Two days after the Test loss at Twickenham the squad left for France, spending a night in Paris before journeying to Bordeaux. There against a selected provincial side the Waratahs suffered the most convincing defeat of the tour with the locals taking an early lead and holding on to a 19–10 victory. Then followed a match in Toulouse against a side representing south-western France in which the visitors prevailed.

Back in Paris, the tourists were entertained and shown the city's splendour before meeting the French national side at Stade Colombes in the final Test match of the tour in front of a crowd of 40,000 with 2,000 gendarmes stationed around the enclosure to keep in check the emotions of the enthusiasts. From Paris the squad crossed the channel and departed from Liverpool in the Melita for Canada. They traveled by train from coast to coast with stops at Montreal, Toronto, Banff and Sicamous. Arriving in Vancouver in late February 1928 the squad spent twelve days and played three exhibition matches against varsity and club sides.

In March 1928 they boarded the Aorangi in Vancouver to commence the final leg home with stops in Honolulu, Suva and Auckland before arriving in Sydney by month's end, a full nine months after first setting out.

Test matches


12 November 1927
Ireland  3 – 5 New South Wales New South Wales
Pen: James Ganly
(Report) Try: Johnnie Wallace
Con: Tom Lawton (1/1)
Lansdowne Road, Dublin
Attendance: 25,000
Referee: A.W. Angus (Scotland)

Towers described the match as "an evenly contested and arduous struggle ...lacking the brilliance of the other internationals".[2]

The match would ultimately be recognised as the first ever Test between Ireland and an Australian side.

AUSTRALIA: Alex Ross, Eric Ford, Johnnie Wallace, Cyril Towers, Allen Bowers, Tom Lawton, Wally Meagher, Harry Woods, Jock Blackwood, Bruce Judd, Geoff Storey, Huck Finlay, Arnold Tancred, Jack Ford, Wylie Breckenridge

IRELAND: Arthur Douglas, James Ganly, Maurice Atkinson, George Stephenson, Henry Stephenson, Eugene Davy, Mark Sugden, Charles Hanrahan, Jimmy Farrell, Jim McVicker, Fats Payne, Hugh McVicker, Theodore Pike, Buck Buchanan, William Browne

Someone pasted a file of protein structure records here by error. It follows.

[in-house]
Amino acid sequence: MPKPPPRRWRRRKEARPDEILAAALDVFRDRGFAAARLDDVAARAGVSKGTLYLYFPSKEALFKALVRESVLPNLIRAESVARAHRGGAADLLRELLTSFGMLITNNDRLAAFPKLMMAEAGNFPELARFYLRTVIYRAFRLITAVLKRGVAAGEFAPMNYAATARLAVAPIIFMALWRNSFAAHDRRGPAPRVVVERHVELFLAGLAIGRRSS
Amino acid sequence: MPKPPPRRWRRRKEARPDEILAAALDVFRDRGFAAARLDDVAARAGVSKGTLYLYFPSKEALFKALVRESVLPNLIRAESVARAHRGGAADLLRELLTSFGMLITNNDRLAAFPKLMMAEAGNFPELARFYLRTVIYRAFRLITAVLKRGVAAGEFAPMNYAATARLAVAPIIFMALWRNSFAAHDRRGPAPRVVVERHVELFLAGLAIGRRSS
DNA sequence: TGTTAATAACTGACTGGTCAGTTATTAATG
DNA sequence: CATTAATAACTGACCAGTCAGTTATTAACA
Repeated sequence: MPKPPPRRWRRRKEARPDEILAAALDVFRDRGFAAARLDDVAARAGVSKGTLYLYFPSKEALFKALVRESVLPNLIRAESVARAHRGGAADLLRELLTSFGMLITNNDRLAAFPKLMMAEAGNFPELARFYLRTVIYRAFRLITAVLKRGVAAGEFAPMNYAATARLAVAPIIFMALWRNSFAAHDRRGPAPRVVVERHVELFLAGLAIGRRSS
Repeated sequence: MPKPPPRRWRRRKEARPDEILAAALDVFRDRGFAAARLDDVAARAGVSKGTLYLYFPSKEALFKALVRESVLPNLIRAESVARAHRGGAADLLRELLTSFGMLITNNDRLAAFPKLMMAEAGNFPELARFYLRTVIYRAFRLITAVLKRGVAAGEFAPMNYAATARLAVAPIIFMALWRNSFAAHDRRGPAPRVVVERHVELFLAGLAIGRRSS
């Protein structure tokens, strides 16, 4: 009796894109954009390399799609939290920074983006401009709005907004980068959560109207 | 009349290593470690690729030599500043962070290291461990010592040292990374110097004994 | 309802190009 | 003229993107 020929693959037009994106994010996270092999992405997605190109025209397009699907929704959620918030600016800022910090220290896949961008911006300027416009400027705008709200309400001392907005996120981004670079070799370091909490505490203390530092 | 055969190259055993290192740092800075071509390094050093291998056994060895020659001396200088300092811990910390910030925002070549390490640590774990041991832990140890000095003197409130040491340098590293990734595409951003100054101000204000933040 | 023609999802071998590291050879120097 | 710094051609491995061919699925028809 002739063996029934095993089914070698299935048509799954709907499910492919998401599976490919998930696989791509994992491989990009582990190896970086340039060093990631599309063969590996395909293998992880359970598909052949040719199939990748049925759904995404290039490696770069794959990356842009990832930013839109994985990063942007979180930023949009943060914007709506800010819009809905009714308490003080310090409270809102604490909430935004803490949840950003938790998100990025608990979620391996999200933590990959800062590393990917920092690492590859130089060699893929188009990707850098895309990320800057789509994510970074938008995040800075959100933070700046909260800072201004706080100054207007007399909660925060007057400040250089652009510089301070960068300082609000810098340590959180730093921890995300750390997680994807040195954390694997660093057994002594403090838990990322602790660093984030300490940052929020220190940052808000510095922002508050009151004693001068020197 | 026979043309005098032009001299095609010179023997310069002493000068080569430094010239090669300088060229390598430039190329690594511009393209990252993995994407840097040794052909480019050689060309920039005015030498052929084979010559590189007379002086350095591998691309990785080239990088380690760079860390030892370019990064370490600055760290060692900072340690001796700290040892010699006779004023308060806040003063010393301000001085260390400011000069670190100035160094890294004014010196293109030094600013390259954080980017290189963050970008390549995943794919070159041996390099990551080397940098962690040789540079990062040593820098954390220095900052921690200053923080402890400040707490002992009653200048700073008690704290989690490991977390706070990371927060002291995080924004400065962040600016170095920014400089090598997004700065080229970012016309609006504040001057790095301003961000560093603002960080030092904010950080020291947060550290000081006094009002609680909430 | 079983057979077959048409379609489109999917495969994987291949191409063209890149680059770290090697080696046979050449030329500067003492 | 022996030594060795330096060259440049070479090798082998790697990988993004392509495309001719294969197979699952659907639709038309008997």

26 November 1927
Wales  8 – 18 New South Wales New South Wales
Try: Ernie Finch
Windsor Lewis
Con: Tommy Rees (1/2)
(Report) Try: Johnnie Wallace 2
Syd King
Billy Sheehan
Con: Tom Lawton (3/4)
Cardiff Arms Park, Cardiff
Attendance: 35,000
Referee: D. Helliwell (England)

"The game itself was a fast and brilliant exhibition of local forwards versus Waratah backs. Time and again the vigorous Welsh vanguards swept nearly the length of the field but the ball usually found its way amongst the Australian three-quarters who by fast handling, good running and consistent backing up, managed to elude the hard-tackling backs and supporting forwards of their opponents...and due to their excellence the full-time whistle found us with a 10-point advantage".(Towers)[2]

AUSTRALIA: Alex Ross, Eric Ford, Syd King, Billy Sheehan, Johnnie Wallace, Tom Lawton, Wally Meagher, Harry Woods, Jock Blackwood, Bruce Judd, Geoff Storey, Huck Finlay, Arnold Tancred, Jack Ford, Wylie Breckenridge

WALES: Tommy Rees, Dan Jones, John Roberts, Roy Jones, Ernie Finch, Winsor Lewis, Tal Harris, David Jenkins, Lonza Bowdler, Ned Jenkins, Harry Phillips, Gus Broughton, Iorweth Jones, Tom Hollingdale, Ivor Jones


17 December 1927
Scotland  10 – 8 New South Wales New South Wales
Try: James Graham
Wille Welsh
Con: Dan Drysdale (2/2)
(Report) Try: Jack Ford
Eric Ford
Con: Tom Lawton (1/2)
Murrayfield, Edinburgh
Attendance: 50,000
Referee: W.J. Llewellyn (Wales)

"The playing area at Murrayfield had been covered throughout the week with straw as a protection against the inclemency of the weather and this covering was removed only just prior to the commencement of the match. The day was bitterly cold but notwithstanding this a crowd of 55,000 was present to witness the finest exhibition of the 15-a-side code that has been given for a number of years.

The tactical keynote both in attack and defence of each of those evenly matched sides was speed. With 20 minutes left to play, both sides had scored two tries each, but the local side had converted twice, while the Waratahs had only been successful in this respect once. The spectators were mad with excitement during the last 10 minutes, as a NSW forward crossed the line twice but was recalled for infringements while the Waratah captain, after having beaten the opposition lost his footing on the partly frozen surface. A draw would have been a better ending to the game instead of the 10–8 victory for Scotland, as it dd not seem fitting that such an even and thrilling contest should be decided by a kick. It will suffice to say that the match will live long in the memory of those who witnessed as well as participated in it". (Towers)[3]

The match would ultimately be recognised as the first ever Test between Scotland and an Australian side.